After reading several novels in which people aren’t who they appear to be and the plots kind of blur together, I worried that “The Guilt Trip” by Sandie Jones would be another disappointment. I had really enjoyed her previous books: “The Other Woman,” “The First Mistake” and “The Half Sister.” I am thrilled to say that “The Guilt Trip” kept me enthralled and turning page after page till the surprising ending. And yes, there is one character who is not as he or she (no spoilers!) appears to be, but it’s not the usual kind of misleading characterization.

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‘The Therapist’ by B. A. Paris is a marvelous mystery

The Therapist by B.A. Paris

The title “The Therapist” is a big part of the mystery itself. Author B.A. Paris lets us know, first through occasional first person posts from someone who is obviously a therapist, that the identity of the therapist is a mystery. We have no idea who the therapist is, nor do we know who the clients are. But we do know that there is something off about this therapist with a “relaxation room” next door.

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‘Her Perfect Life’ by Hank Phillippi Ryan; what does it take to be perfect?

Her Perfect Life by Hank Phillippi Ryan

The word “perfect” has many connotations. We dream of the perfect vacation, the perfect home, the perfect family, the perfect job. But for each of us, that word, perfect, has a different meaning. In “Her Perfect Life,” Hank Phillippi Ryan presents a main character, Lily Atwood, whose life seems perfect. She’s a television reporter, and her onscreen image is as beautifully perfect as her offscreen life. She lives in a beautiful house with a beautiful seven-year-old daughter and a beautiful nanny, and she scrupulously maintains her appearance to be beautiful. Everything about Lily matches the Instagram hashtag her fans have created: #PerfectLily.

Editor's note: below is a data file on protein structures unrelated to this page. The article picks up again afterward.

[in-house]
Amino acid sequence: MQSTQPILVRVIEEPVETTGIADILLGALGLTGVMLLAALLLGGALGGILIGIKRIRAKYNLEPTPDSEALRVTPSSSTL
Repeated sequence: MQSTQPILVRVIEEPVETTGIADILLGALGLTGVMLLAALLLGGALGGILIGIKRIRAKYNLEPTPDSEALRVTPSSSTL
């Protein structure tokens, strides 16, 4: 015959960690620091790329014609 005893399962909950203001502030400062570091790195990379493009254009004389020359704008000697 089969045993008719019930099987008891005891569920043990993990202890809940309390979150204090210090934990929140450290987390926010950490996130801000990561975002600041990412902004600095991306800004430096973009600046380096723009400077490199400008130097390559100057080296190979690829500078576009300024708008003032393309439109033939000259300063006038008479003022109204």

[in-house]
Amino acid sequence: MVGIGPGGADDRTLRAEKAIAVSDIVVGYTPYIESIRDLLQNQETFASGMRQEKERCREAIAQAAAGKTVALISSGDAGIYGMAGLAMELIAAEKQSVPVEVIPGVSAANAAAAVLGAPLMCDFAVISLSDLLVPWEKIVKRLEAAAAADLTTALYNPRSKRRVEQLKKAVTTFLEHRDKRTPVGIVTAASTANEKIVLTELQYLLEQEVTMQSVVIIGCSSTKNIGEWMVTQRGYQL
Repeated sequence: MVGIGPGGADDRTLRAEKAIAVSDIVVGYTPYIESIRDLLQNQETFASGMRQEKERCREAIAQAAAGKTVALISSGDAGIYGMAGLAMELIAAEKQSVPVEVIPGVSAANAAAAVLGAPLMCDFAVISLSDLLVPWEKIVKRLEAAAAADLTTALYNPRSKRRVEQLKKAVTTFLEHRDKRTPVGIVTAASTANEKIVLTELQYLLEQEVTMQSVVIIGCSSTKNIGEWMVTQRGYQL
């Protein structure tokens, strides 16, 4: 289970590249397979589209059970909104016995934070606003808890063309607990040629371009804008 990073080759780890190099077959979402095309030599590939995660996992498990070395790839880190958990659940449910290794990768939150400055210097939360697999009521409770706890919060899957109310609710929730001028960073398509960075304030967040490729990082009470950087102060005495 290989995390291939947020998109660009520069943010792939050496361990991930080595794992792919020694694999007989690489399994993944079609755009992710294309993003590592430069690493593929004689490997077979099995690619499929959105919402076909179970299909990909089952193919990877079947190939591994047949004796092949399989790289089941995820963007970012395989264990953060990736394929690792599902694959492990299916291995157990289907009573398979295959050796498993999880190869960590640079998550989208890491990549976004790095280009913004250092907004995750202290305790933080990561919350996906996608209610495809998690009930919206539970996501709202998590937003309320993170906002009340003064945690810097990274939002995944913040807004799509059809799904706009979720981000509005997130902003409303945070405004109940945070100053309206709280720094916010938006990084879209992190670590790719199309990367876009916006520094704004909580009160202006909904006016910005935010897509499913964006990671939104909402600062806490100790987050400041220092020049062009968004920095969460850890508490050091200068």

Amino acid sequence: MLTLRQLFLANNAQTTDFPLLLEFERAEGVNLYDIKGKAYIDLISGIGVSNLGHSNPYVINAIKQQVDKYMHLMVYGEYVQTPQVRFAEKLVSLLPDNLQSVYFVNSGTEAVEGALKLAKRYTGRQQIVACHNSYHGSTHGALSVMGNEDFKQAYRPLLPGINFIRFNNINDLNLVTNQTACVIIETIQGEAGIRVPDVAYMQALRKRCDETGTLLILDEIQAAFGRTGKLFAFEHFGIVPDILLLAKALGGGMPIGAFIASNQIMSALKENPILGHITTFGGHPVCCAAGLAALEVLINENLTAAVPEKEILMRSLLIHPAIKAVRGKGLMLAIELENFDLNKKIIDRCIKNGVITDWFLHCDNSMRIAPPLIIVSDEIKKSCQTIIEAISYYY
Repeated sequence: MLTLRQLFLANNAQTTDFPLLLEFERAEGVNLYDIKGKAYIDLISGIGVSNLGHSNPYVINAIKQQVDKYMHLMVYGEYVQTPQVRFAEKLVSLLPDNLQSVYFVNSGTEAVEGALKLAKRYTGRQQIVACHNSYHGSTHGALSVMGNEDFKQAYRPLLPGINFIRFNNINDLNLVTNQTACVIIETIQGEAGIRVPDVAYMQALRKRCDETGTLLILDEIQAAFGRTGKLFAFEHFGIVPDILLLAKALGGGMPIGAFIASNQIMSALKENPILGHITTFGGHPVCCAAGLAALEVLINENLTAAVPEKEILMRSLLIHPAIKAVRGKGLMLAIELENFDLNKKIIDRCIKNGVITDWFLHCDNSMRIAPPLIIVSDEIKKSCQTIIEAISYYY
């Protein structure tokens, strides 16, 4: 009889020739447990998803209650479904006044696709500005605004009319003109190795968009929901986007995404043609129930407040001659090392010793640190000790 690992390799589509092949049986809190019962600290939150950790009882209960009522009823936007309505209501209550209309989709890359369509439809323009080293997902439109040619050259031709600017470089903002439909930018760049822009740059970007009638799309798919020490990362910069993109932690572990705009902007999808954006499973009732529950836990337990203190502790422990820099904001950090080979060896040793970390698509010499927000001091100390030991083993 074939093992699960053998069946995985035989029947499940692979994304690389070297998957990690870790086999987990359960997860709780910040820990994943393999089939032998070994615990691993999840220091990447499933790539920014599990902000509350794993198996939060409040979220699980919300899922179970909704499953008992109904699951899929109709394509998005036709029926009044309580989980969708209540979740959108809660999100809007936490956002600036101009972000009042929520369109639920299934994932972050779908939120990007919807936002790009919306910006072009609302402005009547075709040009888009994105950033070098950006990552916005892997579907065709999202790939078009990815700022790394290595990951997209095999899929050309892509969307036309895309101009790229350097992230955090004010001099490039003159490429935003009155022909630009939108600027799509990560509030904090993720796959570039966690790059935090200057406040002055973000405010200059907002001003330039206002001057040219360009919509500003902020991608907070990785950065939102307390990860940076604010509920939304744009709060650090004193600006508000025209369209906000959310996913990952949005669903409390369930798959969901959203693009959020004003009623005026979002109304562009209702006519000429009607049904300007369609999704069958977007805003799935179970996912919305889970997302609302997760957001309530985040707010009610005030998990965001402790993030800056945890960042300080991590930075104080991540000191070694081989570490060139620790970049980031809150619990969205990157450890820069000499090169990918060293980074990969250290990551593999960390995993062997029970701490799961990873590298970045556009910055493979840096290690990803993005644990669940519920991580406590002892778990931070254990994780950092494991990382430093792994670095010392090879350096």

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‘The Family Plot’ by Megan Collins is a twisted story of a family history built on lies

The Family Plot by Megan Collins

In the very first sentence of “The Family Plot,” by Megan Collins, the first person narrator shares the fact that she was named Dahlia after Black Dahlia, an actress who was gruesomely murdered. Likewise, her siblings were named after other murder victims, including her twin brother, Andy, named after Lizzie Borden’s father. The matriarch of the Lighthouse family came from a wealthy family, and her children knew, growing up, that her parents were murder victims. Their father was distant from the two girls, but shared his favorite pastime, hunting, with Andy and their older brother Charlie.